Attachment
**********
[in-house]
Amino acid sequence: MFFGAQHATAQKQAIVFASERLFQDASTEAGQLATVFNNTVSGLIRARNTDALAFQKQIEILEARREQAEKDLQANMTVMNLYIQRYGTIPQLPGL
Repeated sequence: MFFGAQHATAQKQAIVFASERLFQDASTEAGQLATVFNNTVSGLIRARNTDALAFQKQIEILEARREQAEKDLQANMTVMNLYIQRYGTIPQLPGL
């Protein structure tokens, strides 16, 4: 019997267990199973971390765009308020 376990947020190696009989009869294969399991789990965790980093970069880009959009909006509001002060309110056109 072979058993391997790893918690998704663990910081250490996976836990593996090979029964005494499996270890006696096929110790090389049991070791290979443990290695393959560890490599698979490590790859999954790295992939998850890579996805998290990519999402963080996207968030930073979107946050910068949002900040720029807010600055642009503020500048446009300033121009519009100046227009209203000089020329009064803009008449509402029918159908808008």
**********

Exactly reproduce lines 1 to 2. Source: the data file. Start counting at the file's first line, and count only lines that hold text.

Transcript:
[in-house]
Amino acid sequence: MFFGAQHATAQKQAIVFASERLFQDASTEAGQLATVFNNTVSGLIRARNTDALAFQKQIEILEARREQAEKDLQANMTVMNLYIQRYGTIPQLPGL